Being that it is Black History month I found it prudent that in the midst of the shade, foolery, and other entertainment foolishness that I carved out a little time to educate my captive audience. I’ve decided to team up with @Anti_Intellect of the Anti Intellect Blog to bring to you guys a few nuggets of Black History. ~ Funky Dineva
The election of America’s first Black president is a moment in Black History that makes many people proud. Considering all that the Black community has been through, and continues to go through, I understand why that image resonates with so many people. But I also think that it is important to recognize those who paved the way for the possibly of a Black president to become a reality.
For today’s Black History Month post, I would like to celebrate the life and legacy of Shirley Chilsholm. I often see images on the internet that link President Obama to Martin Luther King Jr. or Malcom X. I think that this sexist tendency to only link the president to male civil rights leaders does a disservice to Shirley Chisholm–the first major party Black candidate for the presidency. Black history is more than Black men, it is also Black women.
Shirley Chisholm was born in Brooklyn, New York on November 30, 1924. The daughter of Caribbean immigrants, she would earn a bachelors from Brooklyn College and a masters from Columbia University.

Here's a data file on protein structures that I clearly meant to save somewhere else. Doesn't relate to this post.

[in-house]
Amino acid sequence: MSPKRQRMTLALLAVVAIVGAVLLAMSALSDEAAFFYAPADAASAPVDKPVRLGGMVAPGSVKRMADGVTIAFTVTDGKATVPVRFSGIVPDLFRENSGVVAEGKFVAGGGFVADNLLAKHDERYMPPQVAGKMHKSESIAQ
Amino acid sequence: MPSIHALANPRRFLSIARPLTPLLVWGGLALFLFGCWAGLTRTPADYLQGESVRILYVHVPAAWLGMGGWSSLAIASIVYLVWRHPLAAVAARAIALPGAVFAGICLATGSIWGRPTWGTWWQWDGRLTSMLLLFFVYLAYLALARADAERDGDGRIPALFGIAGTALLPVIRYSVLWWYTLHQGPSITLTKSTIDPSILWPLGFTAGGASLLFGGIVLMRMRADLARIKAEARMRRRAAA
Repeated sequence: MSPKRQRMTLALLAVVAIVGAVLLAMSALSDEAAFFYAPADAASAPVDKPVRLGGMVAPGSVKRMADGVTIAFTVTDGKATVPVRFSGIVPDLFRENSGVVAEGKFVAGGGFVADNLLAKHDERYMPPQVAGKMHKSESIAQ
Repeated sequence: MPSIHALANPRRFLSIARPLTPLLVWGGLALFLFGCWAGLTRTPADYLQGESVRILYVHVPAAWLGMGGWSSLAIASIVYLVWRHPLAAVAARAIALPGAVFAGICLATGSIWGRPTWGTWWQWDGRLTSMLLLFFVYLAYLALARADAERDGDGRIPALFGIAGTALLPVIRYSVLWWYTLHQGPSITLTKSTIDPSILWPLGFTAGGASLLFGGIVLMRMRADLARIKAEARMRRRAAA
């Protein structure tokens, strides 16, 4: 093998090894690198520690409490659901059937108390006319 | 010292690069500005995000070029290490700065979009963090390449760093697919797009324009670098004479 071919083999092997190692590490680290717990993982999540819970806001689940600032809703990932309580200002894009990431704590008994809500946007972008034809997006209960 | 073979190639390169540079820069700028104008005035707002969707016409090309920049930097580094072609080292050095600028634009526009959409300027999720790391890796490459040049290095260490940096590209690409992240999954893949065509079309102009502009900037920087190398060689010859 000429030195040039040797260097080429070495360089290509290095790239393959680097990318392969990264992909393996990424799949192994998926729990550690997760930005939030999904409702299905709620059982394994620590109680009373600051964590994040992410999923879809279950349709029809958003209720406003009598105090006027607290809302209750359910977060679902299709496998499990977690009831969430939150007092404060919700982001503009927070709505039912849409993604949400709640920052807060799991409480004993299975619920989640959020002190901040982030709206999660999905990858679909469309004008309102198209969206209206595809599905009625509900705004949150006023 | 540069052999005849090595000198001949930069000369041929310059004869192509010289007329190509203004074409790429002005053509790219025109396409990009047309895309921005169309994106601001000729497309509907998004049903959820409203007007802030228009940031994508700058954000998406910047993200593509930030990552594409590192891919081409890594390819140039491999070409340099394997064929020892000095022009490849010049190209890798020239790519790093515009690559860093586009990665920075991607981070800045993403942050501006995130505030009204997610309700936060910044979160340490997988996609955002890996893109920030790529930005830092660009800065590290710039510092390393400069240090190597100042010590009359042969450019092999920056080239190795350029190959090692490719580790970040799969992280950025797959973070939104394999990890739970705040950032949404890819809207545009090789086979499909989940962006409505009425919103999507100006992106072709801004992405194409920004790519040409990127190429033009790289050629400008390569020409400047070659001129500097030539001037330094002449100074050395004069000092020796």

In 1968, Shirley Chisholm became the first Black woman elected to the United States Congress. She worked hard throughout her life to end sexism and racism. At a time when women were underrepresented in politics, she hired all women in her congressional office, half of whom were Black. She knew that both racial justice and gender justice were important.
In 1972, Shirley Chisholm decided to run for the Democratic Party’s presidential nomination. As both a woman and a Black person, she faced both racism and sexism while seeking the presidential nomination. Men doubted her because she was a woman, and White’s doubted her because she was Black. She was quoted as saying,
“In the end antiblack, antifemale, and all forms of discrimination are equivalent to the same thing – antihumanism.”
Shirley Chisholm did not win the Democratic nomination for president, but she was able to win primaries in Mississippi, Louisiana, and New Jersey. This sent a powerful message that women and Blacks could be serious contenders in presidential politics. Long before Barack Obama would become president of the United States, there was Shirley Chisholm breaking down racist and sexist barriers.
Shirley Chisholm would continue to involve herself in political causes throughout her life. She died on January 1, 2005 at the age of 80.
I choose to celebrate Shirley Chisholm as a Black woman who paved the way for our first Black president. Without Shirley Chisholm there would be no Barack Obama.